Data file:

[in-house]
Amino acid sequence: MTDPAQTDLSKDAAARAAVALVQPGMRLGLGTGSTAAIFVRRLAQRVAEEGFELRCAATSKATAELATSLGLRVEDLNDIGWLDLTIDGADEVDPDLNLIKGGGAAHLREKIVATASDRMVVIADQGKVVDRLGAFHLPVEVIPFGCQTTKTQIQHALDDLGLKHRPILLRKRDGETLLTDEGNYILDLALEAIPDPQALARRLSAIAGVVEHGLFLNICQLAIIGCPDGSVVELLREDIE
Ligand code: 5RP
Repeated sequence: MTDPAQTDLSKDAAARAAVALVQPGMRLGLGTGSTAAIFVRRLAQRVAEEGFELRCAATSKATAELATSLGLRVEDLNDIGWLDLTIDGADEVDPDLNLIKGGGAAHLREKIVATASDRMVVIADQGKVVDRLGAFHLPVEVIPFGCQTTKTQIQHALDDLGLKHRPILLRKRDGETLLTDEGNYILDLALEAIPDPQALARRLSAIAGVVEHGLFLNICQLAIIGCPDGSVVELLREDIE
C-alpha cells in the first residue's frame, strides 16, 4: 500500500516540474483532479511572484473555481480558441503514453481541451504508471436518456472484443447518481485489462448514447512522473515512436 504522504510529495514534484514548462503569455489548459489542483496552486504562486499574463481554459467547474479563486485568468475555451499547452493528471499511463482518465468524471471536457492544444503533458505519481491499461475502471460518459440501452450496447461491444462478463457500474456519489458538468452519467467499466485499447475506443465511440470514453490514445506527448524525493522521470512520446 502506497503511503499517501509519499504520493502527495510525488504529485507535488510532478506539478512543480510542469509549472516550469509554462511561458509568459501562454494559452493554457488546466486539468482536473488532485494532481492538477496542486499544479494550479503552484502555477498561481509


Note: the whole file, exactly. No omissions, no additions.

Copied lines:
[in-house]
Amino acid sequence: MTDPAQTDLSKDAAARAAVALVQPGMRLGLGTGSTAAIFVRRLAQRVAEEGFELRCAATSKATAELATSLGLRVEDLNDIGWLDLTIDGADEVDPDLNLIKGGGAAHLREKIVATASDRMVVIADQGKVVDRLGAFHLPVEVIPFGCQTTKTQIQHALDDLGLKHRPILLRKRDGETLLTDEGNYILDLALEAIPDPQALARRLSAIAGVVEHGLFLNICQLAIIGCPDGSVVELLREDIE
Ligand code: 5RP
Repeated sequence: MTDPAQTDLSKDAAARAAVALVQPGMRLGLGTGSTAAIFVRRLAQRVAEEGFELRCAATSKATAELATSLGLRVEDLNDIGWLDLTIDGADEVDPDLNLIKGGGAAHLREKIVATASDRMVVIADQGKVVDRLGAFHLPVEVIPFGCQTTKTQIQHALDDLGLKHRPILLRKRDGETLLTDEGNYILDLALEAIPDPQALARRLSAIAGVVEHGLFLNICQLAIIGCPDGSVVELLREDIE
C-alpha cells in the first residue's frame, strides 16, 4: 500500500516540474483532479511572484473555481480558441503514453481541451504508471436518456472484443447518481485489462448514447512522473515512436 504522504510529495514534484514548462503569455489548459489542483496552486504562486499574463481554459467547474479563486485568468475555451499547452493528471499511463482518465468524471471536457492544444503533458505519481491499461475502471460518459440501452450496447461491444462478463457500474456519489458538468452519467467499466485499447475506443465511440470514453490514445506527448524525493522521470512520446 502506497503511503499517501509519499504520493502527495510525488504529485507535488510532478506539478512543480510542469509549472516550469509554462511561458509568459501562454494559452493554457488546466486539468482536473488532485494532481492538477496542486499544479494550479503552484502555477498561481509